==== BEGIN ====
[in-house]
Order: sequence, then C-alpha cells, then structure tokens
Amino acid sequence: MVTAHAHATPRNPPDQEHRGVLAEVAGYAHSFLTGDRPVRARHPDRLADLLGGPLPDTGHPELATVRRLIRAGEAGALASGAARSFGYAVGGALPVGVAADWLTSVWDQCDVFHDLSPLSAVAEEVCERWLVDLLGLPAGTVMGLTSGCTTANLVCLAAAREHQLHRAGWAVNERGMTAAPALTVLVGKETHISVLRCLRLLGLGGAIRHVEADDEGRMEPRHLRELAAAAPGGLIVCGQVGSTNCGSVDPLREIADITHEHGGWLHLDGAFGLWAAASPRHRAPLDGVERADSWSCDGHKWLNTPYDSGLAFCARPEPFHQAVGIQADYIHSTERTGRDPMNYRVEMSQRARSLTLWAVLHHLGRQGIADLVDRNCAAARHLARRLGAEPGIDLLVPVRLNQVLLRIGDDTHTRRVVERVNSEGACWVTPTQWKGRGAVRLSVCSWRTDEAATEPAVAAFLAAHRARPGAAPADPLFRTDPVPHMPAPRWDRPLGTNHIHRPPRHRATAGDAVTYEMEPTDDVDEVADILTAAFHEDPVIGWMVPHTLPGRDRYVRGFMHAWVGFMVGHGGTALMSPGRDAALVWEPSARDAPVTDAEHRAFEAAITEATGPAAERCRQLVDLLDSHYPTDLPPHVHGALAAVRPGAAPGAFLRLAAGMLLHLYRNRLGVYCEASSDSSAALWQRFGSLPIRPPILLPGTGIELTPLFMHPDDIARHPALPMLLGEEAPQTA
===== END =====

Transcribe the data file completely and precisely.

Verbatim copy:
[in-house]
Order: sequence, then C-alpha cells, then structure tokens
Amino acid sequence: MVTAHAHATPRNPPDQEHRGVLAEVAGYAHSFLTGDRPVRARHPDRLADLLGGPLPDTGHPELATVRRLIRAGEAGALASGAARSFGYAVGGALPVGVAADWLTSVWDQCDVFHDLSPLSAVAEEVCERWLVDLLGLPAGTVMGLTSGCTTANLVCLAAAREHQLHRAGWAVNERGMTAAPALTVLVGKETHISVLRCLRLLGLGGAIRHVEADDEGRMEPRHLRELAAAAPGGLIVCGQVGSTNCGSVDPLREIADITHEHGGWLHLDGAFGLWAAASPRHRAPLDGVERADSWSCDGHKWLNTPYDSGLAFCARPEPFHQAVGIQADYIHSTERTGRDPMNYRVEMSQRARSLTLWAVLHHLGRQGIADLVDRNCAAARHLARRLGAEPGIDLLVPVRLNQVLLRIGDDTHTRRVVERVNSEGACWVTPTQWKGRGAVRLSVCSWRTDEAATEPAVAAFLAAHRARPGAAPADPLFRTDPVPHMPAPRWDRPLGTNHIHRPPRHRATAGDAVTYEMEPTDDVDEVADILTAAFHEDPVIGWMVPHTLPGRDRYVRGFMHAWVGFMVGHGGTALMSPGRDAALVWEPSARDAPVTDAEHRAFEAAITEATGPAAERCRQLVDLLDSHYPTDLPPHVHGALAAVRPGAAPGAFLRLAAGMLLHLYRNRLGVYCEASSDSSAALWQRFGSLPIRPPILLPGTGIELTPLFMHPDDIARHPALPMLLGEEAPQTA